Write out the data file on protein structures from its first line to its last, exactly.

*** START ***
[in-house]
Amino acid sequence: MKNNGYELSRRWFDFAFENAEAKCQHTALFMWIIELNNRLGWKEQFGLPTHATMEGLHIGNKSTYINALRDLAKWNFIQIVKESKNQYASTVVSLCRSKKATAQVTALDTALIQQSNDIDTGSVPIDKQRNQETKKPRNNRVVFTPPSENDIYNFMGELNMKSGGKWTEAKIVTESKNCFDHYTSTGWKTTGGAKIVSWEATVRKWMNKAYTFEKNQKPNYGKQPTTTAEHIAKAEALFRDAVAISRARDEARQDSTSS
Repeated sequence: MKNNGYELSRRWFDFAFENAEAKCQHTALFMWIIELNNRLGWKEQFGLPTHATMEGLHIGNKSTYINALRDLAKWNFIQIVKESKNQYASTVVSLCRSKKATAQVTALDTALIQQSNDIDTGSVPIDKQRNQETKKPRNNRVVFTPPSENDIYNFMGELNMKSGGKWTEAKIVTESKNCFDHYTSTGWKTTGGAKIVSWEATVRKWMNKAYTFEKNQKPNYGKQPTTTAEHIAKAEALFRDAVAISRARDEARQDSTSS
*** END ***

[in-house]
Amino acid sequence: MKNNGYELSRRWFDFAFENAEAKCQHTALFMWIIELNNRLGWKEQFGLPTHATMEGLHIGNKSTYINALRDLAKWNFIQIVKESKNQYASTVVSLCRSKKATAQVTALDTALIQQSNDIDTGSVPIDKQRNQETKKPRNNRVVFTPPSENDIYNFMGELNMKSGGKWTEAKIVTESKNCFDHYTSTGWKTTGGAKIVSWEATVRKWMNKAYTFEKNQKPNYGKQPTTTAEHIAKAEALFRDAVAISRARDEARQDSTSS
Repeated sequence: MKNNGYELSRRWFDFAFENAEAKCQHTALFMWIIELNNRLGWKEQFGLPTHATMEGLHIGNKSTYINALRDLAKWNFIQIVKESKNQYASTVVSLCRSKKATAQVTALDTALIQQSNDIDTGSVPIDKQRNQETKKPRNNRVVFTPPSENDIYNFMGELNMKSGGKWTEAKIVTESKNCFDHYTSTGWKTTGGAKIVSWEATVRKWMNKAYTFEKNQKPNYGKQPTTTAEHIAKAEALFRDAVAISRARDEARQDSTSS